A one-off piece of bodywork from a rare Ferrari race car is up for sale, and would look great in a man cave, a museum, or back on the original race car.
Ferrari returned to endurance sports car racing in 1980 with the 512 BB LM “Berlinetta Bialbero” (Berlinetta Twin Cam). The vehicle was fitted with a larger 5.0-liter engine which produced 550 horsepower, and unique aerodynamic bodywork which allowed it to reach its top speed on the Mulsanne straight at LeMans.
BBLM Chassis number 35529 was delivered new in 1981 to Fabrizio Violati’s Scuderia Bellancauto team in Rome, and featured unique bodywork designed by Violati’s in-house engineer and designer Armando Palanca.
Driven by Fabrizio Violati, Maurizio Flammini, and Spartaco Dini, the 512BBB (No typo here, the third B stands for Bellancauto) took first place in the IMSA GTX/GTP class on its first outing at the 1,000km of Monza in April 1981. The special bodywork would remain on the 512 for the 1981 24 Hours of Lemans, as well as the 1982 1,000km of Mugello.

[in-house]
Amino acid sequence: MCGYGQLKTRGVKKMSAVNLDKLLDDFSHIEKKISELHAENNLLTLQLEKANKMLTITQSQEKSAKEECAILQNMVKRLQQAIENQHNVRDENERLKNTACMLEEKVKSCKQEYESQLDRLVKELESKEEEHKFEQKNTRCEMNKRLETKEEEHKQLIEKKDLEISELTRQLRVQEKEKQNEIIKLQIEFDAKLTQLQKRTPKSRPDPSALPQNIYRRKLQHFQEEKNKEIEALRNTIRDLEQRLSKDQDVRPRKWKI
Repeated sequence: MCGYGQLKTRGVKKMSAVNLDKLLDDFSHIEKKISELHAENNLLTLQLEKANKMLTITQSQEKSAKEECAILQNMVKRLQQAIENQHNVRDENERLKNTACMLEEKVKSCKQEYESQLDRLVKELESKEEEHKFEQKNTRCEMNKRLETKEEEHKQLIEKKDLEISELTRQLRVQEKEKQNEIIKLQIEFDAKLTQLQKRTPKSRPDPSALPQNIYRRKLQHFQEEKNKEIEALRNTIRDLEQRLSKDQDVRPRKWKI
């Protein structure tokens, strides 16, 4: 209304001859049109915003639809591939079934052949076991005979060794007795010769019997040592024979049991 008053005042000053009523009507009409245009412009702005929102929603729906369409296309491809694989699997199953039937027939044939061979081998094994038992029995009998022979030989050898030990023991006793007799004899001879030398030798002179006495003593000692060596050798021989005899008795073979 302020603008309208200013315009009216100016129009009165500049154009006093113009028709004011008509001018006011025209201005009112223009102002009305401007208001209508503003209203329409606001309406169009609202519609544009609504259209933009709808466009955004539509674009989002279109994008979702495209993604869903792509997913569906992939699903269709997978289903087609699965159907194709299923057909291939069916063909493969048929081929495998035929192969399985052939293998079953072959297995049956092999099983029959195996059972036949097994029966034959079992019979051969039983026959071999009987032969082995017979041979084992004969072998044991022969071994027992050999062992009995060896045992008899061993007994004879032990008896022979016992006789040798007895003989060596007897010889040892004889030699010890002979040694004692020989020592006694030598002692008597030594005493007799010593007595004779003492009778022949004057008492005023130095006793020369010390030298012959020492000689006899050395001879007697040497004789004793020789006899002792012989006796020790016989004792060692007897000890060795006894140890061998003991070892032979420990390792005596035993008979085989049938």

The original, unrestored piece is in remarkably good shape for having competed in multiple endurance races, and still wears red duct tape over the headlight covers to keep them from coming off at 200+ mph at LeMans. Just a few stone chips are present, and one of the headlight covers is slightly cracked.
The piece carries the racing number 5, which was used at the 1000km of Mugello in 1982. For 1984, the front bodywork of the vehicle would be swapped for a more compact “Series II” style, and this front clip was mothballed in Violati’s Collezione Maranello Rosso in Italy.
The piece would be a welcome addition if you already own chassis 35526, which came up for sale last year.
Source: Carscoops Read More